Date of this Version
Allred, B. W., D. Twidwell, and S. D. Fuhlendorf. 2014. The interaction of climate change, land cover, and political representation in the USA. Ecosphere 5(12):159. http://dx.doi.org/10.1890/ES14-00220.1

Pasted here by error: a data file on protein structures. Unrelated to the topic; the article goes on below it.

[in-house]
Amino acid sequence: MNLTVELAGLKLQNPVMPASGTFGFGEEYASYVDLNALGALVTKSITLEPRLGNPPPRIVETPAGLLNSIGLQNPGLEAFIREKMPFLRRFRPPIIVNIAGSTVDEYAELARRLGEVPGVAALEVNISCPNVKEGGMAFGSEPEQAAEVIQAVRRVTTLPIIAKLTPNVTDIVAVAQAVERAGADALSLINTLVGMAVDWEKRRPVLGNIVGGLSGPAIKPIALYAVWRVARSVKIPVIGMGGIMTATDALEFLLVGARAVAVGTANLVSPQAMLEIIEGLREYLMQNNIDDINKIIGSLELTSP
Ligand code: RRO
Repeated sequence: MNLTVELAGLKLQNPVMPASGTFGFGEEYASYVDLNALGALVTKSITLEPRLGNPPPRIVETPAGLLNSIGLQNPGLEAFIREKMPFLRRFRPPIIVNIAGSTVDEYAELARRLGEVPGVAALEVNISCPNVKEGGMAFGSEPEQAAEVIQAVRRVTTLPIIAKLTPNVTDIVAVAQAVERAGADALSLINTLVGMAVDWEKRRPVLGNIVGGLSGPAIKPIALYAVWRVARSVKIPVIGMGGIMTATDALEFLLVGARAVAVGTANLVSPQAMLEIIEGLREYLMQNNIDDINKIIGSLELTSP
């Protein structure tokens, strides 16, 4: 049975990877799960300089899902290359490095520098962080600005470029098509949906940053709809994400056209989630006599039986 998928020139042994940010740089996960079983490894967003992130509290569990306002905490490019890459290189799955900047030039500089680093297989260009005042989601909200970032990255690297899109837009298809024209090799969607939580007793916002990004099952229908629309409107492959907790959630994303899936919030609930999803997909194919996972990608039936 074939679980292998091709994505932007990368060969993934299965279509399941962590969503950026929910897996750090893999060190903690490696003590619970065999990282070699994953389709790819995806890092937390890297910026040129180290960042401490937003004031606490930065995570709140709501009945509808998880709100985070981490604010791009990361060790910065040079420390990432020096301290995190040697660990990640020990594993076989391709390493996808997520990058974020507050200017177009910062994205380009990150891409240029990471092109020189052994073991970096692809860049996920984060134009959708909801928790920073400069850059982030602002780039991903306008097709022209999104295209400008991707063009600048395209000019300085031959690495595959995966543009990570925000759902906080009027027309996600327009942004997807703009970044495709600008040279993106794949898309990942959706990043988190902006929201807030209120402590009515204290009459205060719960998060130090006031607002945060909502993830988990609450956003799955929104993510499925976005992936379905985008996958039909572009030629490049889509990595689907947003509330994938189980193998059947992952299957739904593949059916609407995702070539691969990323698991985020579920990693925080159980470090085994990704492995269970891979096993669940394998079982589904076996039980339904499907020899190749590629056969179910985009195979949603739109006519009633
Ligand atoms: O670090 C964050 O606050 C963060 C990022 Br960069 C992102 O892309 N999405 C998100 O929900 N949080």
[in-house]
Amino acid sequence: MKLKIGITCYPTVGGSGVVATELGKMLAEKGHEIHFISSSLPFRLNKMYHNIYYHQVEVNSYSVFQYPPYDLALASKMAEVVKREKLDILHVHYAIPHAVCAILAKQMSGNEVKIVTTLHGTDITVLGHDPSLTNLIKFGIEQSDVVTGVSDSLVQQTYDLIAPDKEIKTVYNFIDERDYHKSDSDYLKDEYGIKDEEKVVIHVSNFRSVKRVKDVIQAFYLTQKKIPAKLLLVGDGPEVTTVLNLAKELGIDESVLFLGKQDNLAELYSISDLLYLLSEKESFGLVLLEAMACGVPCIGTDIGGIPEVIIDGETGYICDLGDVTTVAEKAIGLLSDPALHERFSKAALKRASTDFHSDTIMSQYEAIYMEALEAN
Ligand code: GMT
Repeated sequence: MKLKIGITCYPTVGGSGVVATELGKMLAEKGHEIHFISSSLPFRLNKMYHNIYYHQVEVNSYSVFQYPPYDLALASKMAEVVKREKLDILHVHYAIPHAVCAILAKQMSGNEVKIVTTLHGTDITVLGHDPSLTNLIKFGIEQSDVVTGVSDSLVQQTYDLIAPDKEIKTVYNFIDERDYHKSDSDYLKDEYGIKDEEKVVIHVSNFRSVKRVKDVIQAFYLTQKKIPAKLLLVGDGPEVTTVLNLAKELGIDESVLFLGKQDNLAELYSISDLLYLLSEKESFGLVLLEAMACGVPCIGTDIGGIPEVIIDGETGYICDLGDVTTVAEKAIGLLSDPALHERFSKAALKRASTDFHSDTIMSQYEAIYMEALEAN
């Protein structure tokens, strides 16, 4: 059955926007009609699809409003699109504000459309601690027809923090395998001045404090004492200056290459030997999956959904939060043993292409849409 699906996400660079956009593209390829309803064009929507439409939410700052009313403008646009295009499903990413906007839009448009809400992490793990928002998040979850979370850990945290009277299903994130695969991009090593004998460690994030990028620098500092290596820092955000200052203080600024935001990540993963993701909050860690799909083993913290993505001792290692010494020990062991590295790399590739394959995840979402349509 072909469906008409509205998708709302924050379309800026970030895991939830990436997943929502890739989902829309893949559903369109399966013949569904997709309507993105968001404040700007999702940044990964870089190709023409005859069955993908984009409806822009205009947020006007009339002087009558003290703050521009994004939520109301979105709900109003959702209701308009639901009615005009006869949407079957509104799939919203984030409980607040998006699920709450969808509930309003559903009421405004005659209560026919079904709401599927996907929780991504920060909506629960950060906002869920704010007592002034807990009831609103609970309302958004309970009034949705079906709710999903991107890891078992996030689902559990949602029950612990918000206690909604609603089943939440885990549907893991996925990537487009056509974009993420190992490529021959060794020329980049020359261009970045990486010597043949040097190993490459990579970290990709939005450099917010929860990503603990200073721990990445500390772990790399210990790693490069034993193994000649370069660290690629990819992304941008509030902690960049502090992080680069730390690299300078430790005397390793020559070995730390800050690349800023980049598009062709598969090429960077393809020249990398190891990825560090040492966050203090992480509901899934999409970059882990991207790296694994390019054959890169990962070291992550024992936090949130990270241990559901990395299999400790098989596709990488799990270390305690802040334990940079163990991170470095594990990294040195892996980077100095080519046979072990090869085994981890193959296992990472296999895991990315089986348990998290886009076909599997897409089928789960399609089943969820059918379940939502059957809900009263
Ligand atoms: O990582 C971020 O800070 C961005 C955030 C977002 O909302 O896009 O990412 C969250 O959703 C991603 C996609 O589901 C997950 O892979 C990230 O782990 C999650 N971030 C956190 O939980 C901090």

The difficulties in tackling climate change are inherently complex and primarily centered on political and social values. This is evident in the United States where political divisions and polarizations are fundamental barriers to advancing national policies, which in turn hinder international agreements, mitigation, and adaptation. Within the United States, the vast majority of agricultural and natural resource lands are projected to incur significant climate departures and are represented by the Republican Party. The resources and economic sectors that will be directly affected by climate change are represented by national leadership that is unlikely to accept policies to prevent or adapt to change. Given the large impact of climate change on ecosystem services, the predominance of political polarizations raises serious concerns about the ability to enhance the resilience of the nation’s agricultural and natural resource lands in the face of future change.